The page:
Strengthening Idaho's Youth and Families
Service agencies, faith-based organizations, schools, local businesses and governmental agencies must work together in order to fully support Idaho’s youth. This resource guide was developed through a collaborative effort by the Idaho Department of Health and Welfare, the Idaho Department of Juvenile Corrections, the Idaho Juvenile Justice Commission and with the assistance of our community partners. The goal of this effort is to connect people with services and resources in their communities to strengthen Idaho’s youth and their families.
• 14.2% of youth attending traditional high schools reported seriously considering suicide in 2009, 6.9% reported making at least one attempt. (SPAN Idaho)
• 22% of students in grades 9-12 reported being bullied on school property in the past year. (Idaho YRBS)
• 75% of juveniles entering detention facilities have substance abuse issues, mental health issues, or both. (IDJC Detention Clinician Report)
Risk & Protective Factors for Youth
Positive youth development doesn’t just happen by accident; it hinges around a constructive engagement in youth within their family, peer group, schools, and communities (Office of Juvenile Justice and Delinquency Prevention, Centers for Disease Control). The more protective factors present in a youth’s life, the less likely they are to experience problematic behaviors, such as difficulties in school, substance abuse, criminality, etc.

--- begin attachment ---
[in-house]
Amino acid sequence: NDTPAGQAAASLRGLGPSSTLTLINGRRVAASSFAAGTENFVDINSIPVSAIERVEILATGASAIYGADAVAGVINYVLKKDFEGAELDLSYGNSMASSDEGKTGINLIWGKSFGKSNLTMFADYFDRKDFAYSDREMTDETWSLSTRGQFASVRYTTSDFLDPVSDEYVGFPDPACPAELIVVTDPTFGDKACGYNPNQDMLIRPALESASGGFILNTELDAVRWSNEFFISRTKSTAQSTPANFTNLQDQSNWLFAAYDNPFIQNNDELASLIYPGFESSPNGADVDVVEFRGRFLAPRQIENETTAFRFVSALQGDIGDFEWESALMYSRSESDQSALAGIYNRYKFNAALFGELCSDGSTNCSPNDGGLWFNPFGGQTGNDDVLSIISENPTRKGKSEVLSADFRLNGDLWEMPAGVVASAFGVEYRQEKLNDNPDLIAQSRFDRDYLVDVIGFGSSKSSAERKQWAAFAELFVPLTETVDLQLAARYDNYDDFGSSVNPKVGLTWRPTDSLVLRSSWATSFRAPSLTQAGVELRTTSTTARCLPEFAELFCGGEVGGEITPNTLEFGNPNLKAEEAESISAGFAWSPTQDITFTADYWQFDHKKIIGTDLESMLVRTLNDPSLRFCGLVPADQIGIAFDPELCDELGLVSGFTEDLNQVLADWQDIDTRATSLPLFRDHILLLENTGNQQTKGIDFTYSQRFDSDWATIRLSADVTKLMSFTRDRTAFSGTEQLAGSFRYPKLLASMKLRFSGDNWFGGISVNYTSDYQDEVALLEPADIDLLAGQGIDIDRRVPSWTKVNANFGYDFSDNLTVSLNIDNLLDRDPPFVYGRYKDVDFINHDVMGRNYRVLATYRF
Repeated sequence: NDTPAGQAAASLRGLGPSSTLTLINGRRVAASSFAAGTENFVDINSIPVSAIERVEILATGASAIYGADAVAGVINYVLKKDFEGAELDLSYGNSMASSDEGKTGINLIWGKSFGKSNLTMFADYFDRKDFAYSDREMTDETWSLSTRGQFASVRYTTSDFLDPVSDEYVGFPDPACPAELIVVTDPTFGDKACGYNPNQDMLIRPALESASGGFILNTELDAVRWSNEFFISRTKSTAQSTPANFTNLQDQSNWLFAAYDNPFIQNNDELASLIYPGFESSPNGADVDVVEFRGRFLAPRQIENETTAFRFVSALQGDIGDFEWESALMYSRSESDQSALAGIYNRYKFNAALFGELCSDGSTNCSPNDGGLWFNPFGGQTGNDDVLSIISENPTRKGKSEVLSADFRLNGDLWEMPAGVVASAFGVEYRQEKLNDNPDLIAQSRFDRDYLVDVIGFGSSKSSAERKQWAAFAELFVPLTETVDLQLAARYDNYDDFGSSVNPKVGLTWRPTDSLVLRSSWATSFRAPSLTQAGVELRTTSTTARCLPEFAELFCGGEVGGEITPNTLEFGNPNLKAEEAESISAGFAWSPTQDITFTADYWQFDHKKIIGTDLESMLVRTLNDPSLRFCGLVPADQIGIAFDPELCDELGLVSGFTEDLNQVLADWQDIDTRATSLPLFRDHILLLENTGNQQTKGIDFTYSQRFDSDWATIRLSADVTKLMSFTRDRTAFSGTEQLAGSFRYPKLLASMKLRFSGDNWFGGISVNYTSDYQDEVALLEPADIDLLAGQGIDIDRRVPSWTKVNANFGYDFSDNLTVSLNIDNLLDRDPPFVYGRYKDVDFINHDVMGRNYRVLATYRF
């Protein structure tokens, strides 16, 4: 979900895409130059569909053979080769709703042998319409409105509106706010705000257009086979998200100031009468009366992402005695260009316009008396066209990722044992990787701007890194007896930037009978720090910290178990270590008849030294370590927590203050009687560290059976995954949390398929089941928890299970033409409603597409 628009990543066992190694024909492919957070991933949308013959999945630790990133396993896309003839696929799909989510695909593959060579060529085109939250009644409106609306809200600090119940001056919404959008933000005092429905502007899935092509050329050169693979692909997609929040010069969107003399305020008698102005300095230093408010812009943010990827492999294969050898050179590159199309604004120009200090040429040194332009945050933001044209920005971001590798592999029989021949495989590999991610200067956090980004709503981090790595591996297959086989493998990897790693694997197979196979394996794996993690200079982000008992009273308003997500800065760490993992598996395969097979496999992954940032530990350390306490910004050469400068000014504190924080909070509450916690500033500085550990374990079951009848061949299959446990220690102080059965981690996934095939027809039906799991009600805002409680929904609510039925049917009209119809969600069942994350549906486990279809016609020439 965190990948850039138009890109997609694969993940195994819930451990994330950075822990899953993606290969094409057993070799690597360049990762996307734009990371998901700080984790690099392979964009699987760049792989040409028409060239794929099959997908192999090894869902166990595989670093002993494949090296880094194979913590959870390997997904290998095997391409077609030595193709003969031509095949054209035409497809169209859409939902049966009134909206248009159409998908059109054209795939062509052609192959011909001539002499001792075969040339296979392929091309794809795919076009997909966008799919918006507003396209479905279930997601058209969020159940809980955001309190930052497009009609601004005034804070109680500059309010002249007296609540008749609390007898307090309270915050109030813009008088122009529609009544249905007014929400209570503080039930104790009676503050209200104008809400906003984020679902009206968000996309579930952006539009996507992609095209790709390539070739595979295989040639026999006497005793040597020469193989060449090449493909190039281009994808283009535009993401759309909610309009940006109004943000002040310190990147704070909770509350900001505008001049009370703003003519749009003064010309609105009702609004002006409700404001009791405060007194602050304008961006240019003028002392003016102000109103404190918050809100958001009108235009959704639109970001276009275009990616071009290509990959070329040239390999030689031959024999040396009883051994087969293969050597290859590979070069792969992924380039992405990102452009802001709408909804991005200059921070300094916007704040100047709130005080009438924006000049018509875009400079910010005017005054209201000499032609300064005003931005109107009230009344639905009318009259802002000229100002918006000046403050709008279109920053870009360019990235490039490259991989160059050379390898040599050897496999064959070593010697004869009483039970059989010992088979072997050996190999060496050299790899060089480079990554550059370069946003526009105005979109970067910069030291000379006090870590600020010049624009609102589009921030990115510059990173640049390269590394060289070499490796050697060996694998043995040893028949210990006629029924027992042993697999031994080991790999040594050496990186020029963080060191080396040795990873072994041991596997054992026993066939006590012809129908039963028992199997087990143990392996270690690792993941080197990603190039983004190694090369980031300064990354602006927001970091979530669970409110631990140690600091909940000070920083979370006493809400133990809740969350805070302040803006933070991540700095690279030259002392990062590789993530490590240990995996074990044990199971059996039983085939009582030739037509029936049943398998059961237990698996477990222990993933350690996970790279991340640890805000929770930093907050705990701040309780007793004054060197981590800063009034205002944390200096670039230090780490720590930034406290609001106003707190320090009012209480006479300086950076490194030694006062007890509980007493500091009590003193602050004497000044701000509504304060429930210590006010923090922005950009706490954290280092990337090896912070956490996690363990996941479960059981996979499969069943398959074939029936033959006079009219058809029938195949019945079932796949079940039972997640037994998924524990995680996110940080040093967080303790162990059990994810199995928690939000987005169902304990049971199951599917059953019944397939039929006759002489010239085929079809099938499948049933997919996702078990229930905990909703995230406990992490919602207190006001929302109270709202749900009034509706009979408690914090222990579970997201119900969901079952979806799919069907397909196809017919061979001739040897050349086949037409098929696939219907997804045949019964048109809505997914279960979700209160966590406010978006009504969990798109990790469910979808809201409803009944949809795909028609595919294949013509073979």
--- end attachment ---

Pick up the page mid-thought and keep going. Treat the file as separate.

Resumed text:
Maximize Protective Factors (reduce exposure to risk factors):
• Secure attachments to positive adults
• Appropriate structure, limit setting and discipline from parents
• Positive relations with pro-social peers and activities
• Communication and problem-solving skills
• Sense of belonging and sociability, etc.
Minimize Risk Factors (experiences associated with problematic behavior):
• Poor academic performance, truancy, or low IQ
• Poverty or low socio-economic status
• Poor/ ineffective parental supervision and disciplinary skills
• Involvement with antisocial peers – substance abuse, criminality, bullying, etc.
• Family violence- verbal and emotional abuse, or neglect, etc.
For more information: Developmental Assets
Other Helpful Links